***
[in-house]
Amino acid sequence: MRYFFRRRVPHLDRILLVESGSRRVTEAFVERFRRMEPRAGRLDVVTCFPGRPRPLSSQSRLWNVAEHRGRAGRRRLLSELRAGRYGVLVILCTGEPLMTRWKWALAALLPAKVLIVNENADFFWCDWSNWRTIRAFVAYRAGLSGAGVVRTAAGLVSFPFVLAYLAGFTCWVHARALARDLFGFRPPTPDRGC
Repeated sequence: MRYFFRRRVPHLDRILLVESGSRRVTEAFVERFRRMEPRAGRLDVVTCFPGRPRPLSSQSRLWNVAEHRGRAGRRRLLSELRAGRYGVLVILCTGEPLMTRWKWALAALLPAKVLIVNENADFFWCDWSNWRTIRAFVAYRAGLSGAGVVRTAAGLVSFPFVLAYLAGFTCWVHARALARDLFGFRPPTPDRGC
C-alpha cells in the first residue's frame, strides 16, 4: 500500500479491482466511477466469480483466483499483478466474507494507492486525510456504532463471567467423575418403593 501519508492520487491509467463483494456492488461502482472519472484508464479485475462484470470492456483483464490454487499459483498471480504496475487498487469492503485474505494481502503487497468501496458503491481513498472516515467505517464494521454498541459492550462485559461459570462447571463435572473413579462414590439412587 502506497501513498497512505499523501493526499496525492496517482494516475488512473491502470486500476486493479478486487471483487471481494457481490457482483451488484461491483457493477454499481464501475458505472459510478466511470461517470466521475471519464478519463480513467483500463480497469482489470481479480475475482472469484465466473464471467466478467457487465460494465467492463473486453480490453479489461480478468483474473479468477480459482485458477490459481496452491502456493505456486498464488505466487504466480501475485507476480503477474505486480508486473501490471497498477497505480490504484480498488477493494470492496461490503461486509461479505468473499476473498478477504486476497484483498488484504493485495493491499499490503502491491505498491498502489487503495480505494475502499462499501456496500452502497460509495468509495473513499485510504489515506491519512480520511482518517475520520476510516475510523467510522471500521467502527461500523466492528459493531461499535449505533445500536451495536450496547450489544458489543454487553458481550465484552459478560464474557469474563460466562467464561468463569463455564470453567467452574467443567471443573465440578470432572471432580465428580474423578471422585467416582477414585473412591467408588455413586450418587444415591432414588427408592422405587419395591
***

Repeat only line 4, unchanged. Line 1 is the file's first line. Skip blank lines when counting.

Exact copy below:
C-alpha cells in the first residue's frame, strides 16, 4: 500500500479491482466511477466469480483466483499483478466474507494507492486525510456504532463471567467423575418403593 501519508492520487491509467463483494456492488461502482472519472484508464479485475462484470470492456483483464490454487499459483498471480504496475487498487469492503485474505494481502503487497468501496458503491481513498472516515467505517464494521454498541459492550462485559461459570462447571463435572473413579462414590439412587 502506497501513498497512505499523501493526499496525492496517482494516475488512473491502470486500476486493479478486487471483487471481494457481490457482483451488484461491483457493477454499481464501475458505472459510478466511470461517470466521475471519464478519463480513467483500463480497469482489470481479480475475482472469484465466473464471467466478467457487465460494465467492463473486453480490453479489461480478468483474473479468477480459482485458477490459481496452491502456493505456486498464488505466487504466480501475485507476480503477474505486480508486473501490471497498477497505480490504484480498488477493494470492496461490503461486509461479505468473499476473498478477504486476497484483498488484504493485495493491499499490503502491491505498491498502489487503495480505494475502499462499501456496500452502497460509495468509495473513499485510504489515506491519512480520511482518517475520520476510516475510523467510522471500521467502527461500523466492528459493531461499535449505533445500536451495536450496547450489544458489543454487553458481550465484552459478560464474557469474563460466562467464561468463569463455564470453567467452574467443567471443573465440578470432572471432580465428580474423578471422585467416582477414585473412591467408588455413586450418587444415591432414588427408592422405587419395591